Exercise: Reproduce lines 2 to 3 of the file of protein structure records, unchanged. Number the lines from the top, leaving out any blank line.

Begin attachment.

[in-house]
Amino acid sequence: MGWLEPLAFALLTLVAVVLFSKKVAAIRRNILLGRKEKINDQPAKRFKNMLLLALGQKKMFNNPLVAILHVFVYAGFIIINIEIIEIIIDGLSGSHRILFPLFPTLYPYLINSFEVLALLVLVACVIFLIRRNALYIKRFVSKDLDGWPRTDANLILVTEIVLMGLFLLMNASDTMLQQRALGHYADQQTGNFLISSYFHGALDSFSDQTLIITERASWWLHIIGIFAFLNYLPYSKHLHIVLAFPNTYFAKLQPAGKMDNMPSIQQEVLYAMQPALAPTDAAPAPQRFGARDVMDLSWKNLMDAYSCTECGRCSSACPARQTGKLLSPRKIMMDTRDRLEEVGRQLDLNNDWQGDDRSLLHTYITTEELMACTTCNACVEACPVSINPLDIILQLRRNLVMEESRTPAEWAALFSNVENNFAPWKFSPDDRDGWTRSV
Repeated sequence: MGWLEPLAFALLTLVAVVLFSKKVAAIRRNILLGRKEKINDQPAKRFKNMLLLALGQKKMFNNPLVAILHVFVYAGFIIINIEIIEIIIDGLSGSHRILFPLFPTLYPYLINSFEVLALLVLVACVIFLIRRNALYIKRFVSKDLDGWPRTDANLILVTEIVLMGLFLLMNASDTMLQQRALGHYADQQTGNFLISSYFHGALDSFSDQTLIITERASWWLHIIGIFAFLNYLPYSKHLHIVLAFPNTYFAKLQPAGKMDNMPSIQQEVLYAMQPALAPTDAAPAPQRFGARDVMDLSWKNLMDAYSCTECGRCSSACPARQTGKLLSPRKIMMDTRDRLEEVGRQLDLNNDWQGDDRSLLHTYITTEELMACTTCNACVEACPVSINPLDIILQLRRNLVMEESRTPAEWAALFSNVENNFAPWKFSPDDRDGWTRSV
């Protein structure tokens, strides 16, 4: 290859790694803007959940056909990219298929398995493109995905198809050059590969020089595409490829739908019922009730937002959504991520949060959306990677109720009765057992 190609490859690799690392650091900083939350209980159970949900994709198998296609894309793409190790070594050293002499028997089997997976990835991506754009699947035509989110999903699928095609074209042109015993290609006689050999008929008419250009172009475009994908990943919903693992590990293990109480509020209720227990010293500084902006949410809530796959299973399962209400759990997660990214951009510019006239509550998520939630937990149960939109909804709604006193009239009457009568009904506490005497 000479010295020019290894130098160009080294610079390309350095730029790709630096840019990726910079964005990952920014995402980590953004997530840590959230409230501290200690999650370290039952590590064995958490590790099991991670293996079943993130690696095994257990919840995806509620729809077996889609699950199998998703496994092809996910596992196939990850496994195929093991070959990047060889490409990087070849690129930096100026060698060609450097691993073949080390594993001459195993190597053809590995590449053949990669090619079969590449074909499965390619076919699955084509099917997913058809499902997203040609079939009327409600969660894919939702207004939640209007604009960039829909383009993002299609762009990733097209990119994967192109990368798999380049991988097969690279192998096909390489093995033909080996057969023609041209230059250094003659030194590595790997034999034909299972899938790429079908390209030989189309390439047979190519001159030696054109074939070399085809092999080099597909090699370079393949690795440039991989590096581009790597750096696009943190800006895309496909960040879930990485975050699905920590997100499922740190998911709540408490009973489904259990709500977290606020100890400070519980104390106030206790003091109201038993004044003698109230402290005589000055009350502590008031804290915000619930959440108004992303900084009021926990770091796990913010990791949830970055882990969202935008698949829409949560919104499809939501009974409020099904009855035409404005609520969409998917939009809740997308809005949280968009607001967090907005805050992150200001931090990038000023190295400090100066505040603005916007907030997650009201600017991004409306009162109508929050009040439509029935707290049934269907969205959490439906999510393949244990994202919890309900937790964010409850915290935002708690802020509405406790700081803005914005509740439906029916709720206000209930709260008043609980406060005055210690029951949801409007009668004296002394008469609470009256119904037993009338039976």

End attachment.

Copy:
Amino acid sequence: MGWLEPLAFALLTLVAVVLFSKKVAAIRRNILLGRKEKINDQPAKRFKNMLLLALGQKKMFNNPLVAILHVFVYAGFIIINIEIIEIIIDGLSGSHRILFPLFPTLYPYLINSFEVLALLVLVACVIFLIRRNALYIKRFVSKDLDGWPRTDANLILVTEIVLMGLFLLMNASDTMLQQRALGHYADQQTGNFLISSYFHGALDSFSDQTLIITERASWWLHIIGIFAFLNYLPYSKHLHIVLAFPNTYFAKLQPAGKMDNMPSIQQEVLYAMQPALAPTDAAPAPQRFGARDVMDLSWKNLMDAYSCTECGRCSSACPARQTGKLLSPRKIMMDTRDRLEEVGRQLDLNNDWQGDDRSLLHTYITTEELMACTTCNACVEACPVSINPLDIILQLRRNLVMEESRTPAEWAALFSNVENNFAPWKFSPDDRDGWTRSV
Repeated sequence: MGWLEPLAFALLTLVAVVLFSKKVAAIRRNILLGRKEKINDQPAKRFKNMLLLALGQKKMFNNPLVAILHVFVYAGFIIINIEIIEIIIDGLSGSHRILFPLFPTLYPYLINSFEVLALLVLVACVIFLIRRNALYIKRFVSKDLDGWPRTDANLILVTEIVLMGLFLLMNASDTMLQQRALGHYADQQTGNFLISSYFHGALDSFSDQTLIITERASWWLHIIGIFAFLNYLPYSKHLHIVLAFPNTYFAKLQPAGKMDNMPSIQQEVLYAMQPALAPTDAAPAPQRFGARDVMDLSWKNLMDAYSCTECGRCSSACPARQTGKLLSPRKIMMDTRDRLEEVGRQLDLNNDWQGDDRSLLHTYITTEELMACTTCNACVEACPVSINPLDIILQLRRNLVMEESRTPAEWAALFSNVENNFAPWKFSPDDRDGWTRSV